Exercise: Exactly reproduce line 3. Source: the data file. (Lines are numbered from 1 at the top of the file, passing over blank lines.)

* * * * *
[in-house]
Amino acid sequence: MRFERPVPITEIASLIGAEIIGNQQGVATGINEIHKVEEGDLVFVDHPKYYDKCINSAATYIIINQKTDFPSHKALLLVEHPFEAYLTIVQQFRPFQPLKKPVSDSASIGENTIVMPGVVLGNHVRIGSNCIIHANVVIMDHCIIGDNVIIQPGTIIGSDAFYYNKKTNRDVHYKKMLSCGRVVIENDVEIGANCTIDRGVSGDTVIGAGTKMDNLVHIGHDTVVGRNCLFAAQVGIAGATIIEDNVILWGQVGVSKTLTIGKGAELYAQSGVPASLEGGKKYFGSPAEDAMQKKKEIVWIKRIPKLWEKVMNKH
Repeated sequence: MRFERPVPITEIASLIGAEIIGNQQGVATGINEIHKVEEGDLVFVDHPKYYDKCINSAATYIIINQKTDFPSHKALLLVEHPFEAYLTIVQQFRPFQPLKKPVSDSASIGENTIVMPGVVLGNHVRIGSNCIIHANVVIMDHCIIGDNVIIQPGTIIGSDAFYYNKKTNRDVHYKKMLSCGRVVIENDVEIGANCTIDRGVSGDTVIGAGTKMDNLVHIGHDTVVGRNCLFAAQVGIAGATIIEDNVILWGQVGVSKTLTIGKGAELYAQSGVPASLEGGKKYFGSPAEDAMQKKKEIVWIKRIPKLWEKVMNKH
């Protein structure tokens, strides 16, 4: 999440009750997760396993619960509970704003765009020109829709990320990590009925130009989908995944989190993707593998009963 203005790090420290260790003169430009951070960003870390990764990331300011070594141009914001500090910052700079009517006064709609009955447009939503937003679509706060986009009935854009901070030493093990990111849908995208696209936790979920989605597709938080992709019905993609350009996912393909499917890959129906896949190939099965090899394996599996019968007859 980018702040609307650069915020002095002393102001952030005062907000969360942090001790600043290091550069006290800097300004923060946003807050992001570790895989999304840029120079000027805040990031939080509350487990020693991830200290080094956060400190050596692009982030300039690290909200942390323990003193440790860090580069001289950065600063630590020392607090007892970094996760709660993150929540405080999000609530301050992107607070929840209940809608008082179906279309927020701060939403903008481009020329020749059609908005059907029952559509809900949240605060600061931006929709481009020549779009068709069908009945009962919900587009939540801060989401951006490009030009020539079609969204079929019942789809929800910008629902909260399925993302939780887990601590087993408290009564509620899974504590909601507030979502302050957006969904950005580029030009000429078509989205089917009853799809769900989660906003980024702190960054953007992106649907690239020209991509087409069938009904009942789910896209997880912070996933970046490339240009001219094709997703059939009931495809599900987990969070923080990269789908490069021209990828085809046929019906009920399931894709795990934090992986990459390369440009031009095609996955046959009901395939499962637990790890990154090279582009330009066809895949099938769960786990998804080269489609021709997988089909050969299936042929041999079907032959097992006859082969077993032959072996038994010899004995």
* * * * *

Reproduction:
Repeated sequence: MRFERPVPITEIASLIGAEIIGNQQGVATGINEIHKVEEGDLVFVDHPKYYDKCINSAATYIIINQKTDFPSHKALLLVEHPFEAYLTIVQQFRPFQPLKKPVSDSASIGENTIVMPGVVLGNHVRIGSNCIIHANVVIMDHCIIGDNVIIQPGTIIGSDAFYYNKKTNRDVHYKKMLSCGRVVIENDVEIGANCTIDRGVSGDTVIGAGTKMDNLVHIGHDTVVGRNCLFAAQVGIAGATIIEDNVILWGQVGVSKTLTIGKGAELYAQSGVPASLEGGKKYFGSPAEDAMQKKKEIVWIKRIPKLWEKVMNKH